Governments are really fucking bad at stopping technology from spreading. The Church was really fucking bad at stopping the spread of information once the printing press was invented.
 

KMK

Robin
When I buy the big 3 on coinbase using USD, is there a way to check beforehand how long it'll take for me to have the coins?

I just bought ethereum for the first time and it says it'll take 8 days. I wish I'd have known beforehand it'd take that long.
 

Adonis

Pelican
Gold Member
KMK said:
When I buy the big 3 on coinbase using USD, is there a way to check beforehand how long it'll take for me to have the coins?

I just bought ethereum for the first time and it says it'll take 8 days. I wish I'd have known beforehand it'd take that long.

Coinbase Buy/Sell FAQ

US Customers

Purchases made using a credit or debit card or the USD wallet are made available instantly.

When using bank transfers, the ACH bank transfer system is used for payments with your bank account. The ACH bank transfer system typically takes 3-5 business days* (which may be as many as 7-10 calendar days, depending on the timing of weekends and other bank holidays) to complete after initiating a purchase.
You may see the funds immediately debited from your bank account when you initiate the transfer, but the funds will not be transferred to your wallet until your payment has finished moving between the banks and clears in our bank account.
After the banks have processed the transfer, the funds enter our system and you will see the money in your account sometime before the end of the estimated delivery day. This date is shown on the confirmation window when placing your order and can be located in the order confirmation email you received from us. End of the day would be considered 11:59 PM PST, as we are based in San Francisco.

Some customers may be eligible for instant bank purchases for their account.
 

sonoran_

Kingfisher
Gold Member
i want to buy alts and ive created accounts with multiple exchanges ( kraken, poloniex, bittrex, binance, okex) but all are awaiting verification, some since 3 months ago.

Is it a good idea to put put my BTC into bittrex and start buying alts with that BTC and not worry about the withdrawal limit of 0 at this point?
 

Sebastian

Pelican
Where can I buy BCT or ETH? (few grands)

I deposited money into coinbase/gdax, they say it can take 3~5 business days or some are longer?

this is ridiculous. I can send stack of cash to SF faster than this.....
 

Adonis

Pelican
Gold Member
Sebastian said:
Where can I buy BCT or ETH? (few grands)

I deposited money into coinbase/gdax, they say it can take 3~5 business days or some are longer?

this is ridiculous. I can send stack of cash to SF faster than this.....

Read my post at the end of Page 1, its an ACH type of transaction and thats just how long it takes. From bank to bank or bank to coinbase.

If you're jonesing for it that bad you can buy $400 with a card and have it right away but buy ETH because it has faster transfers than BTC.
 

Meadowlark

Hummingbird
Gold Member
I'm about to buy my first bit of crypto, should I buy bitcoin or litecoin? Seems like litecoin might continue going up at a faster pace than bitcoin right now.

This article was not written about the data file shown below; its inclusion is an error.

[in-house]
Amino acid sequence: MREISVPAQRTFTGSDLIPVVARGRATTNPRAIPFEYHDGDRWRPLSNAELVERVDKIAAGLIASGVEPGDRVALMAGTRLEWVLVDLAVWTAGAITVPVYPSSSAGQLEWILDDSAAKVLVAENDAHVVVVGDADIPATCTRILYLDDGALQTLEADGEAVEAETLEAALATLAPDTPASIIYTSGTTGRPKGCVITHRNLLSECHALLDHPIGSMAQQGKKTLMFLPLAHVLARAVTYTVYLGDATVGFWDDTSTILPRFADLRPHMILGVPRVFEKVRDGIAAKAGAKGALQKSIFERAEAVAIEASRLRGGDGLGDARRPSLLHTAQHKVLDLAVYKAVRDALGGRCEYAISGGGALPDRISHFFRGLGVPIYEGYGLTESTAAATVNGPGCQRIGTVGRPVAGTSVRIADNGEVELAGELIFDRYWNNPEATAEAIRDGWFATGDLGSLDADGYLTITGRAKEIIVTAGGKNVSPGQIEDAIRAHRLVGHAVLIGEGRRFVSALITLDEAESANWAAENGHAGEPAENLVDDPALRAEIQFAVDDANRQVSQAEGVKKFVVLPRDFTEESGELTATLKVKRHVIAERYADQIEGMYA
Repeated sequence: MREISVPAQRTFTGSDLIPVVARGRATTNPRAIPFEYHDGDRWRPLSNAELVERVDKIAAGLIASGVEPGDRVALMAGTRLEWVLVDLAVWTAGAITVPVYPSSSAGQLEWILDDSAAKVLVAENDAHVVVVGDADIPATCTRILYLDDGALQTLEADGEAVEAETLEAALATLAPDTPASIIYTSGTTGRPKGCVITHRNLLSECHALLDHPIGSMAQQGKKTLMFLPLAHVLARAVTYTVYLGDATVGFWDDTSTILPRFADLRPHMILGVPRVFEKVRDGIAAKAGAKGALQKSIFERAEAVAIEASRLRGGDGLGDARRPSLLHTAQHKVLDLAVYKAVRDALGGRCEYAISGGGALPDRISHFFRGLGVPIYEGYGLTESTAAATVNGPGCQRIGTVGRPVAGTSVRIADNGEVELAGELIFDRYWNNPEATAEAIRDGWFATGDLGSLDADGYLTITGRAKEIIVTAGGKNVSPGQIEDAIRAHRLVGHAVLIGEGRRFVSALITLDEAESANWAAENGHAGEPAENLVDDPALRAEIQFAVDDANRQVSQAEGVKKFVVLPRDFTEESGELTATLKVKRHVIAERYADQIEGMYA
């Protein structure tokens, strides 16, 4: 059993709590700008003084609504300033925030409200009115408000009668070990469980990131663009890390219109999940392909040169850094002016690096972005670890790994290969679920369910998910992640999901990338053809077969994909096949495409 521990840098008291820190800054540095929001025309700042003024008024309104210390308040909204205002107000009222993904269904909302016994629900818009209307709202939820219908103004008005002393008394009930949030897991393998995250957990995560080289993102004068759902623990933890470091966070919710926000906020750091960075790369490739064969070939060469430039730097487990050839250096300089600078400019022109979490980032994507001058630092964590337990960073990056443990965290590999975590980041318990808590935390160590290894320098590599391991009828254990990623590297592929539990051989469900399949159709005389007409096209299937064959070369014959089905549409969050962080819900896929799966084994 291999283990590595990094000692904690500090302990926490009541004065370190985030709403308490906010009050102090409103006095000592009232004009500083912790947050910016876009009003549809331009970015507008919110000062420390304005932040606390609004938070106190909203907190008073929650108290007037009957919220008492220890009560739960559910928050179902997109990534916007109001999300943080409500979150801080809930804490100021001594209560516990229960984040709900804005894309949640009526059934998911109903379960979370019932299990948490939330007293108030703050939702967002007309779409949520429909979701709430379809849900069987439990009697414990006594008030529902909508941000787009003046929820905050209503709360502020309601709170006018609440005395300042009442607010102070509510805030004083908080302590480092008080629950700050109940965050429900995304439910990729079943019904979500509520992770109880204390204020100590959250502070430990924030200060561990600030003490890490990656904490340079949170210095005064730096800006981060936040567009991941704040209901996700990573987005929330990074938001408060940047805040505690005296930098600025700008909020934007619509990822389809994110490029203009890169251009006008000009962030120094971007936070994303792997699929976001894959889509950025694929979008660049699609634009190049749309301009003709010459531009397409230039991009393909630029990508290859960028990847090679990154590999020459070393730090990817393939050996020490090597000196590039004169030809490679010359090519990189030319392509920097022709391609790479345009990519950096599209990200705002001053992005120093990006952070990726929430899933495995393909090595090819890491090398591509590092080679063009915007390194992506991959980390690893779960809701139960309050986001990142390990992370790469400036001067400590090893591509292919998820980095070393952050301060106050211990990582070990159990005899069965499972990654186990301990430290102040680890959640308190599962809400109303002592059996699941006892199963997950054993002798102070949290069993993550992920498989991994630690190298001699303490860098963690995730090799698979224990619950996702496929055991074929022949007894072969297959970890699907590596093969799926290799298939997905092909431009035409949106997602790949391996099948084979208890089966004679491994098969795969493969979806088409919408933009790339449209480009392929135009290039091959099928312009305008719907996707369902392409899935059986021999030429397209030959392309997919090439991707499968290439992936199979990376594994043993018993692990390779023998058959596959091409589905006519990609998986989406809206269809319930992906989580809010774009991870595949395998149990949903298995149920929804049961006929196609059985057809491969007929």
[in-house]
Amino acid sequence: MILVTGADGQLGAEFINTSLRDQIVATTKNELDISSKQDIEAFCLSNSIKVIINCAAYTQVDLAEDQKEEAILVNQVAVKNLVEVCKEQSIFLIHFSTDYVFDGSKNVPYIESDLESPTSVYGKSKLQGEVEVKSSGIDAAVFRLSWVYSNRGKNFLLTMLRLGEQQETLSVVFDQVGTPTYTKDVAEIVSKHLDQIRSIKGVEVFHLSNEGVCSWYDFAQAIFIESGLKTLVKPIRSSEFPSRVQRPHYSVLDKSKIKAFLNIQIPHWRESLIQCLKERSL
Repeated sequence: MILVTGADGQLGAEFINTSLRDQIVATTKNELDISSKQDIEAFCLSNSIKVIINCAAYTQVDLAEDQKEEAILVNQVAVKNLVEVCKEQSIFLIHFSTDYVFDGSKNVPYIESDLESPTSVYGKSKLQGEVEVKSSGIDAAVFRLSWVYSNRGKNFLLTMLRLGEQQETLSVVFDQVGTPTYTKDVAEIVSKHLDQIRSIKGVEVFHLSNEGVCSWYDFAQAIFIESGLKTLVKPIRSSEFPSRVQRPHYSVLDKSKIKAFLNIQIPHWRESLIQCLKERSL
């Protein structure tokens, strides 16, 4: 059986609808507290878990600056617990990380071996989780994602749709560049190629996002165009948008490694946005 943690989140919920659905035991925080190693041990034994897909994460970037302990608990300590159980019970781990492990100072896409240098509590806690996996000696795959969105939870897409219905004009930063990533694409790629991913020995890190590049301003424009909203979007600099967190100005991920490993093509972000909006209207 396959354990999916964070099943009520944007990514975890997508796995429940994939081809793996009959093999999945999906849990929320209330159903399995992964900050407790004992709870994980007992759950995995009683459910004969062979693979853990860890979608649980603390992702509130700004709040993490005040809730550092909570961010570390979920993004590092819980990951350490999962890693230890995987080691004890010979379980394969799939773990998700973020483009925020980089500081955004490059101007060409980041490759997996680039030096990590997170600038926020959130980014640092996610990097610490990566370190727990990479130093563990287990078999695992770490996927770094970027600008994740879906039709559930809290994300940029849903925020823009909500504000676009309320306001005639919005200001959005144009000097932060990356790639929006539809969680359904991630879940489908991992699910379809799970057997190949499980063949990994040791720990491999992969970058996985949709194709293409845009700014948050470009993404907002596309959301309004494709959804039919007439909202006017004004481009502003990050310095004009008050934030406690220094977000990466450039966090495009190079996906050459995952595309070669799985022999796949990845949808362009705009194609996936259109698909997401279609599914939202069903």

Roosh

Cardinal
Orthodox
DJ-Matt said:
I'm about to buy my first bit of crypto, should I buy bitcoin or litecoin? Seems like litecoin might continue going up at a faster pace than bitcoin right now.

If you're a newbie, I'd buy Litecoin first, because you can actually move it around without having to worry about pending transactions, delays, and what the ideal sending fee should be. Once you get comfortable buying/moving/storing Litecoin, try small buys of Bitcoin. Right now it's very expensive to move around.
 

churros

 
Banned
Screen_Shot_2017-12-13_at_11.34.28_PM.jpg


Can anyone explain where the USD value comes from, if the altcoin is not purchasable via fiat?

When the three values diverge, what kind of arbitrage opporunities arise?

And why exactly should one pay attention to total volume in eth/btc, how could this affect the price?
 

MikeS

Pelican
I'm not sure if this little "trick" has been mentioned before in this thread.

Coinbase appears to be the entry point for many crypto newbies (myself included when I started a few months ago and still with my latest investments). One of the problems with transferring Bitcoin to your own wallet is of course the high fees, particularly obnoxious if you're only making small investments.
However if after you have bought BTC from Coinbase, you then log into GDAX - the Coinbase exchange, I didn't need additional verification from what I recall, I just went and logged in with my Coinbase credentials - and make an instant and free BTC deposit from your Coinbase account, you can then withdraw BTC (or ETH or LTC) to an external address, like your wallet, at no cost. GDAX covers the fees.
 
churros said:
Screen_Shot_2017-12-13_at_11.34.28_PM.jpg


Can anyone explain where the USD value comes from, if the altcoin is not purchasable via fiat?

When the three values diverge, what kind of arbitrage opporunities arise?

And why exactly should one pay attention to total volume in eth/btc, how could this affect the price?

USD value is calculated by taking the current price of BTC and multiplying it by the number of satoshis the coin costs.
These values will never diverge in any meaningful way.

Rising volume is a sign that the current trend is accelerating. Volume was my favorite tool when I did active trading.